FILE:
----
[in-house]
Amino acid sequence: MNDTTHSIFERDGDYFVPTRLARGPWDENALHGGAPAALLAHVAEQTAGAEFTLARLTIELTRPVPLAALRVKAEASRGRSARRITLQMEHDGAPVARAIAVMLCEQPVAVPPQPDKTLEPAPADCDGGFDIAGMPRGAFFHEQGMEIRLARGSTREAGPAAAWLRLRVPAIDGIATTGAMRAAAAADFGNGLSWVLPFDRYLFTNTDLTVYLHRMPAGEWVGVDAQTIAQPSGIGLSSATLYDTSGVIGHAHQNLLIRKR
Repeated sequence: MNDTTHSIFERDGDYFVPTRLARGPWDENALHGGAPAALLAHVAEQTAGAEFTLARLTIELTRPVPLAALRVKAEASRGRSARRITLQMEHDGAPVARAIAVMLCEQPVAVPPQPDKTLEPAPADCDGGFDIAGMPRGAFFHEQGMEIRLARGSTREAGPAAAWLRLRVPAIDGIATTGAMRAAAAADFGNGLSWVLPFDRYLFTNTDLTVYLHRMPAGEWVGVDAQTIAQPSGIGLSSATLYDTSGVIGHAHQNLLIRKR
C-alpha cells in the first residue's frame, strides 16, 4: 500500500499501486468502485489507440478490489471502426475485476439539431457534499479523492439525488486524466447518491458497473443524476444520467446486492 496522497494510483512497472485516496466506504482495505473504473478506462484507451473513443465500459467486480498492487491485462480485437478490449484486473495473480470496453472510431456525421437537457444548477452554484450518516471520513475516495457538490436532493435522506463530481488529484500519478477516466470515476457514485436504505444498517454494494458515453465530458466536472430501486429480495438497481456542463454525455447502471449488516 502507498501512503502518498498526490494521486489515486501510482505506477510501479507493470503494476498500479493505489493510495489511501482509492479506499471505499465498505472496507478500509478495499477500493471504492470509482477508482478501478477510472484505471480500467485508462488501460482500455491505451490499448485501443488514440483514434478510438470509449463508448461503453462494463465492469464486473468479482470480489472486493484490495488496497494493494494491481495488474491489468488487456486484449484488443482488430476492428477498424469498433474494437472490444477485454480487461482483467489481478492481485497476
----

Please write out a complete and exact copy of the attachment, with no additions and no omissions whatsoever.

[in-house]
Amino acid sequence: MNDTTHSIFERDGDYFVPTRLARGPWDENALHGGAPAALLAHVAEQTAGAEFTLARLTIELTRPVPLAALRVKAEASRGRSARRITLQMEHDGAPVARAIAVMLCEQPVAVPPQPDKTLEPAPADCDGGFDIAGMPRGAFFHEQGMEIRLARGSTREAGPAAAWLRLRVPAIDGIATTGAMRAAAAADFGNGLSWVLPFDRYLFTNTDLTVYLHRMPAGEWVGVDAQTIAQPSGIGLSSATLYDTSGVIGHAHQNLLIRKR
Repeated sequence: MNDTTHSIFERDGDYFVPTRLARGPWDENALHGGAPAALLAHVAEQTAGAEFTLARLTIELTRPVPLAALRVKAEASRGRSARRITLQMEHDGAPVARAIAVMLCEQPVAVPPQPDKTLEPAPADCDGGFDIAGMPRGAFFHEQGMEIRLARGSTREAGPAAAWLRLRVPAIDGIATTGAMRAAAAADFGNGLSWVLPFDRYLFTNTDLTVYLHRMPAGEWVGVDAQTIAQPSGIGLSSATLYDTSGVIGHAHQNLLIRKR
C-alpha cells in the first residue's frame, strides 16, 4: 500500500499501486468502485489507440478490489471502426475485476439539431457534499479523492439525488486524466447518491458497473443524476444520467446486492 496522497494510483512497472485516496466506504482495505473504473478506462484507451473513443465500459467486480498492487491485462480485437478490449484486473495473480470496453472510431456525421437537457444548477452554484450518516471520513475516495457538490436532493435522506463530481488529484500519478477516466470515476457514485436504505444498517454494494458515453465530458466536472430501486429480495438497481456542463454525455447502471449488516 502507498501512503502518498498526490494521486489515486501510482505506477510501479507493470503494476498500479493505489493510495489511501482509492479506499471505499465498505472496507478500509478495499477500493471504492470509482477508482478501478477510472484505471480500467485508462488501460482500455491505451490499448485501443488514440483514434478510438470509449463508448461503453462494463465492469464486473468479482470480489472486493484490495488496497494493494494491481495488474491489468488487456486484449484488443482488430476492428477498424469498433474494437472490444477485454480487461482483467489481478492481485497476